The rating agency believes that given its soft operating performance, Glenmark will have to implement strategic measures – such as the monetisation of its active pharmaceutical ingredient business or the NCE portfolio – to substantially bring down its leverage.
The outlook on Glenmark Pharmaceuticals is revised to ‘negative’ by S&P Global Ratings on Tuesday to reflect a one-in-three chance that its leverage may not recover in line with the rating agency’s expectations over the next six-to-nine months. The negative outlook, which has been revised from ‘stable’, also indicates the refinancing risks of Glenmark’s 2021 senior unsecured notes within the next two years. The rating agency affirmed their ‘BB-‘ issuer and issue credit ratings on the company. Data from Bloomberg showed that total debt of Glenmark Pharmaceuticals stood at Rs 4,448 crore as on March 2019.
The agency said the rating on Glenmark will have low financial headroom over the next 12 months. The firm’s revenue growth in fiscal 2019 (the year ending March 31, 2019) was in line with the expectation of 8%-10%, but its Ebitda margins slipped to 16.7% compared with estimates of 18%-20%. This resulted in a ratio of funds from operations (FFO) to debt of 19.9%, just below the downgrade trigger of 20%.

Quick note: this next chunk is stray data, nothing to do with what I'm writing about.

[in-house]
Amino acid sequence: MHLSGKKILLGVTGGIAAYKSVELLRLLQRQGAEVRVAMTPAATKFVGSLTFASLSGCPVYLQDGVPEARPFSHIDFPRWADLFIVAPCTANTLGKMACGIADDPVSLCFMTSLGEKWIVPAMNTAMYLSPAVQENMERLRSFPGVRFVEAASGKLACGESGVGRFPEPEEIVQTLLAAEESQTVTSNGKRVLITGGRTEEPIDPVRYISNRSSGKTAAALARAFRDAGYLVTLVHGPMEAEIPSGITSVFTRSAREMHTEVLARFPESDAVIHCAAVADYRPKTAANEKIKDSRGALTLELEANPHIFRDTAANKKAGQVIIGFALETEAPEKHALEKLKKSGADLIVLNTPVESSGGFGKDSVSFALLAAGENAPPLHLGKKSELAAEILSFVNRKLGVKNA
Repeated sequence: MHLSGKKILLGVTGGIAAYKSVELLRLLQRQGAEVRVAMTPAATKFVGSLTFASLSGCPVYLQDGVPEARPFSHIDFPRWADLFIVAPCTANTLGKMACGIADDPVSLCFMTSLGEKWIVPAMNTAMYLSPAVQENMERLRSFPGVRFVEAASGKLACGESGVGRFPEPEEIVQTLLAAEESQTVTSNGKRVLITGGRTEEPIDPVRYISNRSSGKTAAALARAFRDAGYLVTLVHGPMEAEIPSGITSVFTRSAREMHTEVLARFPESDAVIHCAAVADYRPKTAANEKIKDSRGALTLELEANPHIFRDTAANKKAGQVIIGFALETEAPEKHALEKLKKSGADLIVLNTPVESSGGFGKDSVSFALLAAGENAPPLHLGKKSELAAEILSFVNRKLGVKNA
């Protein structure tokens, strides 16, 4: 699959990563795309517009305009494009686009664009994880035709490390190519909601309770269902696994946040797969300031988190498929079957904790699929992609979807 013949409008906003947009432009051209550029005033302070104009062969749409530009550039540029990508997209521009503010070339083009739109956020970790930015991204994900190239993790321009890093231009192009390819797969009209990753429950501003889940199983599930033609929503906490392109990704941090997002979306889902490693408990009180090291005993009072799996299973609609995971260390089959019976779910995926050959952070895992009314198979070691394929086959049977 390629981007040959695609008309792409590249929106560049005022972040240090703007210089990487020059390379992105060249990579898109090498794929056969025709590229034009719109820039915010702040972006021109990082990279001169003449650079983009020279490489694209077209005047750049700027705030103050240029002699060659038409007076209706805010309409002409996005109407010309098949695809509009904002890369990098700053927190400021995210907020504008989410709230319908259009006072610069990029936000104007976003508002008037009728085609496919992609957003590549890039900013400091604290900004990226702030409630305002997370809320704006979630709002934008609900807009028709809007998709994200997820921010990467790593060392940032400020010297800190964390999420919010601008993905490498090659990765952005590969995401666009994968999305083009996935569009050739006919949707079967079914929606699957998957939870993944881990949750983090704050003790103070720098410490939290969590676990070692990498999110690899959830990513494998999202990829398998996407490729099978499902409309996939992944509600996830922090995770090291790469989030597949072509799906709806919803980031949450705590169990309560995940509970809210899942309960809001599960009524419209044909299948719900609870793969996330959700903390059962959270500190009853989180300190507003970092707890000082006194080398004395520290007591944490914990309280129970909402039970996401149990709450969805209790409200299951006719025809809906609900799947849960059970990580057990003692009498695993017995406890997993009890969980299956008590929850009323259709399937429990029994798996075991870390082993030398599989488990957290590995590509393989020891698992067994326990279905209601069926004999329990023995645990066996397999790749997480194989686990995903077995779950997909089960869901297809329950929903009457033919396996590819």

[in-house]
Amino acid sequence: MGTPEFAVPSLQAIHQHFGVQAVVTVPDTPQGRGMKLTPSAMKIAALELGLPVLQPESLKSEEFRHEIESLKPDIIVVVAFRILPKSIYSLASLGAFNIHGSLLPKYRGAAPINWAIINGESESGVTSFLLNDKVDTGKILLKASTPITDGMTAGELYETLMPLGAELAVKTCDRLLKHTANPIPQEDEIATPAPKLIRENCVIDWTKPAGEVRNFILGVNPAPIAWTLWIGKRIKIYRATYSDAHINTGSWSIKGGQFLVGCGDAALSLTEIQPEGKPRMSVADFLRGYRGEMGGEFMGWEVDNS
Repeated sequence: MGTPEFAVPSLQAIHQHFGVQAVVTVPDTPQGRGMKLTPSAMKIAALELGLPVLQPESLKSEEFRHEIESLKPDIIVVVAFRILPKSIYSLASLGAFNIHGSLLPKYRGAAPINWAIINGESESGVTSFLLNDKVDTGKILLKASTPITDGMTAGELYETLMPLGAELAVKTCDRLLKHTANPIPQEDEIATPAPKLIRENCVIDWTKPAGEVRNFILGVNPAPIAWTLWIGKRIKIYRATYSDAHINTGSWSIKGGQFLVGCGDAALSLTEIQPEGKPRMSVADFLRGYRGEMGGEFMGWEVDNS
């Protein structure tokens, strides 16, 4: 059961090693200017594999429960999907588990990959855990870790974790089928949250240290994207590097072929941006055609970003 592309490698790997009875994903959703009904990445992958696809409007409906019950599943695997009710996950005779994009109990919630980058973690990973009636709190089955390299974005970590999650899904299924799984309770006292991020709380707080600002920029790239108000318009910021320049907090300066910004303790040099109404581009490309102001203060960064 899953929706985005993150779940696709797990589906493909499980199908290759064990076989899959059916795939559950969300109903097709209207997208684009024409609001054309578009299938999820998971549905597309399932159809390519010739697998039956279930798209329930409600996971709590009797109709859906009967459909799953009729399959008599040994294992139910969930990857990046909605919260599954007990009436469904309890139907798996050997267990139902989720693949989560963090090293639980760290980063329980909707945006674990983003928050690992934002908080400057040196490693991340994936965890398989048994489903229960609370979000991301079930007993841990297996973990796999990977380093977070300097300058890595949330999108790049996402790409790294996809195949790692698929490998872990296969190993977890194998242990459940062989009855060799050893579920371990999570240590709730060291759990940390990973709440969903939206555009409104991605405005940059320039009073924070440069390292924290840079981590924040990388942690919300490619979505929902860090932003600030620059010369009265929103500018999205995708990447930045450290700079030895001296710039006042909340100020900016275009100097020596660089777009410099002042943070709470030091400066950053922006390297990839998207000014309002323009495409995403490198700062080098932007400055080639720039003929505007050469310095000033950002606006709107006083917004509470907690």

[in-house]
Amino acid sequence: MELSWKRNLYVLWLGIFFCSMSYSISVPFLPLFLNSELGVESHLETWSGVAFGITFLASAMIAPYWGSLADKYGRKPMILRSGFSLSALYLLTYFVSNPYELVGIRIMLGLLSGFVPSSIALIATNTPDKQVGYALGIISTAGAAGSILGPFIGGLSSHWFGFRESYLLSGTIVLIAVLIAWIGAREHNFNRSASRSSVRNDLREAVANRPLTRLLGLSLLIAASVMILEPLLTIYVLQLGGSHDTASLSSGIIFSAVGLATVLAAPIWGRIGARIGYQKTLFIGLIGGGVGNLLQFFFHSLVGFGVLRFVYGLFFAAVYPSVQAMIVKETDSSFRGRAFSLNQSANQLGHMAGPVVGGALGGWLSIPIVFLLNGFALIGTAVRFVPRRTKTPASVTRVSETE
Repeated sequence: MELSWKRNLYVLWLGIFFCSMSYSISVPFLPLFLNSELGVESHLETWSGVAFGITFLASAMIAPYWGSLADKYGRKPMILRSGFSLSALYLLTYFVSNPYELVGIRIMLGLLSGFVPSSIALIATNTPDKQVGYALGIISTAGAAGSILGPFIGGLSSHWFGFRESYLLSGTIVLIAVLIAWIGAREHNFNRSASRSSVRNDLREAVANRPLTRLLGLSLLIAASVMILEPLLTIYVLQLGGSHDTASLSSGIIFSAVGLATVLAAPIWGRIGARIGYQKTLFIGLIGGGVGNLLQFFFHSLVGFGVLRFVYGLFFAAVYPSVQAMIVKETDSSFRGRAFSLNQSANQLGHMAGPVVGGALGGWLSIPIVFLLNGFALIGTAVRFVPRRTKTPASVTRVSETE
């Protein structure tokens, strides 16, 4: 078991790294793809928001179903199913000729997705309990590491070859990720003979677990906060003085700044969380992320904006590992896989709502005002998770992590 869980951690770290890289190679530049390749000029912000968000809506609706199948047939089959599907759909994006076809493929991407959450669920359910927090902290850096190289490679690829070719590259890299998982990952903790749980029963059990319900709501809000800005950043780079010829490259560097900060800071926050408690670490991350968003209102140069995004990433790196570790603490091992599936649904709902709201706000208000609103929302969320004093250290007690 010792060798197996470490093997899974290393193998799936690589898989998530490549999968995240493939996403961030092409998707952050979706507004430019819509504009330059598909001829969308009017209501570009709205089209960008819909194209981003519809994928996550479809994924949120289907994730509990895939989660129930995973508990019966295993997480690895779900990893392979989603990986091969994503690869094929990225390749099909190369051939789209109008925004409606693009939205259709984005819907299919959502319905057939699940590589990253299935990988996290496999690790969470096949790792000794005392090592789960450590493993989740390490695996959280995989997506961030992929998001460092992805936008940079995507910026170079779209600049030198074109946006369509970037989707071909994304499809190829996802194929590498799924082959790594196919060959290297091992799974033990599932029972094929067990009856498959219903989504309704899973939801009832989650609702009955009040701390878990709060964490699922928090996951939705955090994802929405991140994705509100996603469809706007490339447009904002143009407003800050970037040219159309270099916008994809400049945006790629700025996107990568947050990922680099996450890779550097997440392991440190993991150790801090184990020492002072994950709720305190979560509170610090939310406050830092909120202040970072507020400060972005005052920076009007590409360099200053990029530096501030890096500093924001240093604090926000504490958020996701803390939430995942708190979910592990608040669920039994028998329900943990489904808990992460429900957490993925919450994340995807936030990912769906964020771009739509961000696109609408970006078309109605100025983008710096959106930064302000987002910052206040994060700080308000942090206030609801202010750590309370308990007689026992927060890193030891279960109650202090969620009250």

The stock of Glenmark Pharmaceutical on Wednesday closed the day at Rs 362.70, down by 2.05% or Rs 7.60 on BSE. Glenmark’s operating performance for the first quarter of fiscal 2020 remains weak, with profit slipping further by about 90 basis points, compared with fiscal 2019. “Its revenue growth of 7.3% was also slightly below our 8%-10% estimate for fiscal 2020. This was attributable to the absence of major product launches, subdued sales for its generic Mupirocin cream, continued pressure on dermatology products in the US, and the volatile performance of Latin American markets,” said the rating agency, in its release.
The rating agency believes that given its soft operating performance, Glenmark will have to implement strategic measures – such as the monetisation of its active pharmaceutical ingredient business or the NCE portfolio – to substantially bring down its leverage. In our view, such measures are subject to favourable market conditions and are therefore not part of our base-case assumptions, it said. “A reduction in Glenmark’s leverage over the next 12 months would also be crucial in managing refinancing risks. Glenmark’s 2021 senior unsecured notes are due on August 6, 2021. To maintain the existing rating levels, we expect Glenmark to build up sufficient cash or have firm refinancing plans at least 12 months ahead of the maturity,” said S&P Global Ratings.
The firm’s partial buyback of its foreign currency convertible bonds due on June 18, 2022, using a five-year external commercial borrowing was a step in the right direction, says the rating agency. It reflected the company’s commitment to proactive refinancing, though significant refinancing requirements within a two-year horizon pose a risk to the rating. Glenmark has already received a board approval for raising up to $200 million, which also suggests the firm’s proactive refinancing plans.